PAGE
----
Choosing Shrubs For a Dry Climate Garden - How to Think Like a Professional Designer
By Jonathan Ya'akobi
When choosing which shrubs to include in your garden, your starting point may be based on your favorite likes and dislikes. As counter intuitive as it may sound, this approach is mistaken. Instead, you can think like a professional garden designer, by allotting a specific design role to each element in the garden, including the landscape shrubs and bushes.
Landscape shrubs usually, but not exclusively, play a supporting part in the garden composition. As a quiet backdrop to a dazzling flowerbed, an ornamental statue, or a water feature, they enhance the focal point role of the above. Bushes in such circumstances therefore, ought to be non-flowering types, and not unduly showy and spectacular. It is also preferable that their foliage texture be medium to fine, as opposed to course; fine leaf texture being a property of small sized and delicately shaped leaves. Examples of such ornamental bushes that are suitable for dry climate and Mediterranean gardens, include species of Myrtle, Cotoneaster, Pistachio, Syzygium, Sumac, and Carissa.
In addition to acting as a background, landscape shrubs also have the functional purpose of screening for privacy or for blocking out undesirable views. For this, ornamental bushes can either form part of an informal screen, or a more formal, trimmed hedge. Species for the latter role should always be of the fine-textured variety, whereas more flexibility is possible with the former. Care should be taken however, to ensure that the shape, form, and foliage texture of the screening shrubs associates well with the trees and other plant types in the garden. Species of Melaleuca, Callistemon, and Grevillea, (fine textured plants) or Elaeagnus, Pittosporum, Viburnum and Ligustrum, (medium textured plants) are examples of screening shrubs for dry climates.
Many ornamental bushes sport showy blooms. Some like Hibiscus rosa-sinensis or Plumbago auriculata flower for long periods through the summer, a feature that for some curious reason does not always endear them to the home gardener. Duranta erecta is especially beautiful and suitable in mild-winter climates, whereas Nerium Oleander has to be one of the showiest shrubs available. The plant's toxic properties however make it too dangerous for the home garden.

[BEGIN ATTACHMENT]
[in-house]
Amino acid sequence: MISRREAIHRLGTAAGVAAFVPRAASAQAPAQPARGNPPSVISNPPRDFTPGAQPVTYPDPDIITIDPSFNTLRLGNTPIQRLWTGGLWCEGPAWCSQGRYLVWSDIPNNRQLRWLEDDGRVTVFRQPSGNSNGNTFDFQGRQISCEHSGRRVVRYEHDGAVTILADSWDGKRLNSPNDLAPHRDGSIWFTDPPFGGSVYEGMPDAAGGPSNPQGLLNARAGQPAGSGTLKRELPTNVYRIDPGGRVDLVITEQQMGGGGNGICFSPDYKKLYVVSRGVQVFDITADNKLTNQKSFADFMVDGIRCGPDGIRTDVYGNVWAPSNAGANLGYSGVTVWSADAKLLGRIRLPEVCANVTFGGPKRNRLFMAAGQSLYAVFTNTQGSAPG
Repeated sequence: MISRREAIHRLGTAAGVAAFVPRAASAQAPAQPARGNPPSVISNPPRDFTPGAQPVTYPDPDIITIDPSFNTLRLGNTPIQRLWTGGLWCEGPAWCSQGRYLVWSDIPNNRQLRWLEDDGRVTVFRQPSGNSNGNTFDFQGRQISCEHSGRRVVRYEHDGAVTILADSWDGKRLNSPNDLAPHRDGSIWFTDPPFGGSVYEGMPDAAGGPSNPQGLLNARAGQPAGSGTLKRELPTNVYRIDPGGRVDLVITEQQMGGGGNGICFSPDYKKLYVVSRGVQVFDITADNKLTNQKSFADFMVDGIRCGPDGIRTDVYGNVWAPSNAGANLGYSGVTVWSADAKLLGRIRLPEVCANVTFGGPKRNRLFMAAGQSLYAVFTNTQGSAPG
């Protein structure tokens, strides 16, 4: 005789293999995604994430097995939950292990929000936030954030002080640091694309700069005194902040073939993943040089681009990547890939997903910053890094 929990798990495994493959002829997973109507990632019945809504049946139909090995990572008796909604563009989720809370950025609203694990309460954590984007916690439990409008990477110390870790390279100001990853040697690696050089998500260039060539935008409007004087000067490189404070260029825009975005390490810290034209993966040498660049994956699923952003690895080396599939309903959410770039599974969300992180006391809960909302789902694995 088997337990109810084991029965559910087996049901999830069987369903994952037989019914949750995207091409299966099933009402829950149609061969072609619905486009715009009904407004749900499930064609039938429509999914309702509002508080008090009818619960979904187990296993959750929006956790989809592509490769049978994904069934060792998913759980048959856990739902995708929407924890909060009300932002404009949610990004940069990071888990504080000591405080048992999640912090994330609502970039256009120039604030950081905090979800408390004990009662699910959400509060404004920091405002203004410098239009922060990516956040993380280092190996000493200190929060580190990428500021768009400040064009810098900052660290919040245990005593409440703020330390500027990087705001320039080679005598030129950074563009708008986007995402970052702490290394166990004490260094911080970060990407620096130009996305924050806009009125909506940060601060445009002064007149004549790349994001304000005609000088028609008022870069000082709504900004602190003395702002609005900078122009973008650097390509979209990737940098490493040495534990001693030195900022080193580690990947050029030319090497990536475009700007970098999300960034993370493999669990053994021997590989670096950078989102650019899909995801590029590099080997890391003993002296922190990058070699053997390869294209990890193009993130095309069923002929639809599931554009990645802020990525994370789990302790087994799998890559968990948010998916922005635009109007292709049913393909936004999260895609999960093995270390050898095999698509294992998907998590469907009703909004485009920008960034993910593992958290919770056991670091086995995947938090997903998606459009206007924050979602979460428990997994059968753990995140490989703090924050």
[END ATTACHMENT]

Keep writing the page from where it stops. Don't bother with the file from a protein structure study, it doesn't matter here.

The golden rule when it comes to flowering shrubs is that they do not compete for attention with the garden's focal point. Pay attention as well to the shape, size, and texture of the shrubs' flowers, remembering that these too have to combine appropriately with the other garden elements. Does the large, course flower of Chinese Hibiscus for instance, look right next to the delicate, pincushion blooms of Callistemon or Albizzia julibrissen?
Shrubs that have sculptural qualities or colored foliage are used sparingly and judiciously by the professional designer, while the naïve or inexperienced gardener tends to get carried away by the novelty of an "unusual" plant. The primary function of such plants is that of emphasis, rather like a loud moment in a symphony. Yucca for instance, can rise out of a sea of low ornamental grasses, the narrow, sword-like foliage combining with the similar foliage of the prostrate plants. Never forget, that the emphasis plant, while contrasting from the mass in some way - size, form, color, or texture - must have at least one morphological property in common with them. That is how a professional designer thinks in any case.
My name is Jonathan Ya'akobi.
I've been gardening in a professional capacity since 1984.
I am the former head gardener of the Jerusalem Botanical Garden, but now concentrate on building gardens for private home owners.
I also teach horticulture to students on training courses.
I'd love to help you get the very best from your garden, so you're welcome to visit me on http://www.dryclimategardening.com or contact me at firstname.lastname@example.org
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